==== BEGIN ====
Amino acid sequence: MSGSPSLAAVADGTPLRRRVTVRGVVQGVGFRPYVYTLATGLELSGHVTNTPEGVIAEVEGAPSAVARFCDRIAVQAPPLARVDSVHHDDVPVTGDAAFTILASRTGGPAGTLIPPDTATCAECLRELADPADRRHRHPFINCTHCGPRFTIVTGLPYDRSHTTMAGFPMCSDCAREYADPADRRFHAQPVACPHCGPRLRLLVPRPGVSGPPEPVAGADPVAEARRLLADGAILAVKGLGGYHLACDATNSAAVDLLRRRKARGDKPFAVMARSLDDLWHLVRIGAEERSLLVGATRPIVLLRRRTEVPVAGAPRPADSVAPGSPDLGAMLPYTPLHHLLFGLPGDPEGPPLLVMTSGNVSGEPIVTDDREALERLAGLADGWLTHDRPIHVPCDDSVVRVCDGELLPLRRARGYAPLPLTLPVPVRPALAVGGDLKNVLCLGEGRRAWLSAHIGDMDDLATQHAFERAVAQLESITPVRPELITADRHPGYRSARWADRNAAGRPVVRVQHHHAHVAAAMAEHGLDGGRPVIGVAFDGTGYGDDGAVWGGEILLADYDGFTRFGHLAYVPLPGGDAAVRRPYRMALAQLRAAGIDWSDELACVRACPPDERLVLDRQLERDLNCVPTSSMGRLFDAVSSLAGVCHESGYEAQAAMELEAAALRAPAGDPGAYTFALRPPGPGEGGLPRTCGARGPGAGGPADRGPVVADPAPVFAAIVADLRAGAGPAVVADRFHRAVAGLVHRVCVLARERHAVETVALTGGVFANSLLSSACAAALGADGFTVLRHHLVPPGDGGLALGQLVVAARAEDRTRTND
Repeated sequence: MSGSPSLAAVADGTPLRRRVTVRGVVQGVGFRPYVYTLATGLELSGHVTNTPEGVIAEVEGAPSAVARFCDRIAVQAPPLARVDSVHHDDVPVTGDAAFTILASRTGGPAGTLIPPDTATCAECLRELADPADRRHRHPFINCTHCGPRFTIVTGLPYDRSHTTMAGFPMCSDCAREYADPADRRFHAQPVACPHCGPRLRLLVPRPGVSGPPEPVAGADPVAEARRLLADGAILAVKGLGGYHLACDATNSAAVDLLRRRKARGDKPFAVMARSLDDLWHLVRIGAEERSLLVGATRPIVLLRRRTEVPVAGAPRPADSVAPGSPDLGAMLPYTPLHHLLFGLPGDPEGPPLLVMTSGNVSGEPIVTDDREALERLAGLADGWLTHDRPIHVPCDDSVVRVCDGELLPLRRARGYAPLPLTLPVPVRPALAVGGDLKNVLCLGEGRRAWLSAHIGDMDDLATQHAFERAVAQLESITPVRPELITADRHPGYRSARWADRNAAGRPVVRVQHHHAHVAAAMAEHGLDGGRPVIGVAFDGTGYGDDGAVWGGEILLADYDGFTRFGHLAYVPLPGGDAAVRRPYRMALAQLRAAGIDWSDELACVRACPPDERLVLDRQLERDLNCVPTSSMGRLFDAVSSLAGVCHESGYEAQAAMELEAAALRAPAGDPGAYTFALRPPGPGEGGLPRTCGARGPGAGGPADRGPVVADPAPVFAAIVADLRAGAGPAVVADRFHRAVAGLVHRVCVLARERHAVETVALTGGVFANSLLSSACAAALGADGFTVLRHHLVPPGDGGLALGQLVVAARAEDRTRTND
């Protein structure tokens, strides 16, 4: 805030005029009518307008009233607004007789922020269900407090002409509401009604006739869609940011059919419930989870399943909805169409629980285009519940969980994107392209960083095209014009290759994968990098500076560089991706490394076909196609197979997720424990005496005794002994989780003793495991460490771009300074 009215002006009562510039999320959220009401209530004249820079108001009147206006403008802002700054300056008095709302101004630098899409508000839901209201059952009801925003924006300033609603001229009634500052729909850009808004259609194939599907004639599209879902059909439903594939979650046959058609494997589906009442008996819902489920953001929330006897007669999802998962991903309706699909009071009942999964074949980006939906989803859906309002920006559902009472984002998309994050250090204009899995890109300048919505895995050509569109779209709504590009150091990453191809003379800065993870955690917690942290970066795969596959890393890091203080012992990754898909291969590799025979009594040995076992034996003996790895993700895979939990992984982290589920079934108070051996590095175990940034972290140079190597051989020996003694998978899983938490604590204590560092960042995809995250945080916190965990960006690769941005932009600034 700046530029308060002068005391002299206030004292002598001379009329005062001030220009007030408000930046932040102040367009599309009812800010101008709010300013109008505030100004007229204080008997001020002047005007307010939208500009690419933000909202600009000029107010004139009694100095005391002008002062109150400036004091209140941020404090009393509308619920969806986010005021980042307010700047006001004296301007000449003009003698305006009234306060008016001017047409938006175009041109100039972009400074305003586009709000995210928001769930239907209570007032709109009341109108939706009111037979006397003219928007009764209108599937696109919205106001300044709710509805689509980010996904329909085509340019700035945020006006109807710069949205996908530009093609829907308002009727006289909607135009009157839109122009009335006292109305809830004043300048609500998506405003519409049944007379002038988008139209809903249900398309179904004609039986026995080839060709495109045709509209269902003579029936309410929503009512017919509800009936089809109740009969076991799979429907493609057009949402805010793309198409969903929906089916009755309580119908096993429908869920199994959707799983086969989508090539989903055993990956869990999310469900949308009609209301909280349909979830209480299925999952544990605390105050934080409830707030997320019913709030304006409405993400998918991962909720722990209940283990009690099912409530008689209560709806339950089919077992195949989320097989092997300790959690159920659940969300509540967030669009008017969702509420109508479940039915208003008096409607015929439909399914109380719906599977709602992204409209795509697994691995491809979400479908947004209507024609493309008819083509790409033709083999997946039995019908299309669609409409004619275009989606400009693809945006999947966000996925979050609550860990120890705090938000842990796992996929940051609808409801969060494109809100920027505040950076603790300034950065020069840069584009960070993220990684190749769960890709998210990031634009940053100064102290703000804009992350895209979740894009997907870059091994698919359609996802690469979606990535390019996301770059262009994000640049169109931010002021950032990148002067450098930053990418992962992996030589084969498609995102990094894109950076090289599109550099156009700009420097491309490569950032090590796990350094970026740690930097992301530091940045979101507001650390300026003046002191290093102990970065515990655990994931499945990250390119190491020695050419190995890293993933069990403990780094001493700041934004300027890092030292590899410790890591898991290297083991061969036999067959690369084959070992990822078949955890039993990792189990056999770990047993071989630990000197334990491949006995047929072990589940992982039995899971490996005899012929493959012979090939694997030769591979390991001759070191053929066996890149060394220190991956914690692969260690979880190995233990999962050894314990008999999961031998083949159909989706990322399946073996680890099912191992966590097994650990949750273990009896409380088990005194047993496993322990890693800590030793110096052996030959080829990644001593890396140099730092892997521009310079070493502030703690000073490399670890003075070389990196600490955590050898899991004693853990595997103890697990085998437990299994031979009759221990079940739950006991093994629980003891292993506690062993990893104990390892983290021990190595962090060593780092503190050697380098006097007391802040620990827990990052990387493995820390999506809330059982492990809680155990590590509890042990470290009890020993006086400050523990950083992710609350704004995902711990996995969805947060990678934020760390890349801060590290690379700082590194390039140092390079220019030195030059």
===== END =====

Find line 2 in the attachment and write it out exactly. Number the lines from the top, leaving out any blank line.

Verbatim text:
Repeated sequence: MSGSPSLAAVADGTPLRRRVTVRGVVQGVGFRPYVYTLATGLELSGHVTNTPEGVIAEVEGAPSAVARFCDRIAVQAPPLARVDSVHHDDVPVTGDAAFTILASRTGGPAGTLIPPDTATCAECLRELADPADRRHRHPFINCTHCGPRFTIVTGLPYDRSHTTMAGFPMCSDCAREYADPADRRFHAQPVACPHCGPRLRLLVPRPGVSGPPEPVAGADPVAEARRLLADGAILAVKGLGGYHLACDATNSAAVDLLRRRKARGDKPFAVMARSLDDLWHLVRIGAEERSLLVGATRPIVLLRRRTEVPVAGAPRPADSVAPGSPDLGAMLPYTPLHHLLFGLPGDPEGPPLLVMTSGNVSGEPIVTDDREALERLAGLADGWLTHDRPIHVPCDDSVVRVCDGELLPLRRARGYAPLPLTLPVPVRPALAVGGDLKNVLCLGEGRRAWLSAHIGDMDDLATQHAFERAVAQLESITPVRPELITADRHPGYRSARWADRNAAGRPVVRVQHHHAHVAAAMAEHGLDGGRPVIGVAFDGTGYGDDGAVWGGEILLADYDGFTRFGHLAYVPLPGGDAAVRRPYRMALAQLRAAGIDWSDELACVRACPPDERLVLDRQLERDLNCVPTSSMGRLFDAVSSLAGVCHESGYEAQAAMELEAAALRAPAGDPGAYTFALRPPGPGEGGLPRTCGARGPGAGGPADRGPVVADPAPVFAAIVADLRAGAGPAVVADRFHRAVAGLVHRVCVLARERHAVETVALTGGVFANSLLSSACAAALGADGFTVLRHHLVPPGDGGLALGQLVVAARAEDRTRTND